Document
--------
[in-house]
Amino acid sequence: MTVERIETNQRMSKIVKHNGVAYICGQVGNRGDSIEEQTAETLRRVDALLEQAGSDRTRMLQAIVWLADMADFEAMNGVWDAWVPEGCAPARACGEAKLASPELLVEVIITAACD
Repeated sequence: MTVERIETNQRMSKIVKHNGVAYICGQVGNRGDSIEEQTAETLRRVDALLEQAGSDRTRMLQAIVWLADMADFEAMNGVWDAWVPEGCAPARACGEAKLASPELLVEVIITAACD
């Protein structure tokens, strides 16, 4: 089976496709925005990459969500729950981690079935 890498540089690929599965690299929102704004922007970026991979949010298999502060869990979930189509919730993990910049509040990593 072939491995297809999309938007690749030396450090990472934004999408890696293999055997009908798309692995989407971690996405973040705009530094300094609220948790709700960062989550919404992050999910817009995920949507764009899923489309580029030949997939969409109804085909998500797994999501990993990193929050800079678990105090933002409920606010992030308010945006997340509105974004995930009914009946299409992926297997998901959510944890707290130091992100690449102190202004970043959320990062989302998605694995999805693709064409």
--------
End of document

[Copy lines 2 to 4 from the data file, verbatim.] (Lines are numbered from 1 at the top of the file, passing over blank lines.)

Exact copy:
Amino acid sequence: MTVERIETNQRMSKIVKHNGVAYICGQVGNRGDSIEEQTAETLRRVDALLEQAGSDRTRMLQAIVWLADMADFEAMNGVWDAWVPEGCAPARACGEAKLASPELLVEVIITAACD
Repeated sequence: MTVERIETNQRMSKIVKHNGVAYICGQVGNRGDSIEEQTAETLRRVDALLEQAGSDRTRMLQAIVWLADMADFEAMNGVWDAWVPEGCAPARACGEAKLASPELLVEVIITAACD
């Protein structure tokens, strides 16, 4: 089976496709925005990459969500729950981690079935 890498540089690929599965690299929102704004922007970026991979949010298999502060869990979930189509919730993990910049509040990593 072939491995297809999309938007690749030396450090990472934004999408890696293999055997009908798309692995989407971690996405973040705009530094300094609220948790709700960062989550919404992050999910817009995920949507764009899923489309580029030949997939969409109804085909998500797994999501990993990193929050800079678990105090933002409920606010992030308010945006997340509105974004995930009914009946299409992926297997998901959510944890707290130091992100690449102190202004970043959320990062989302998605694995999805693709064409």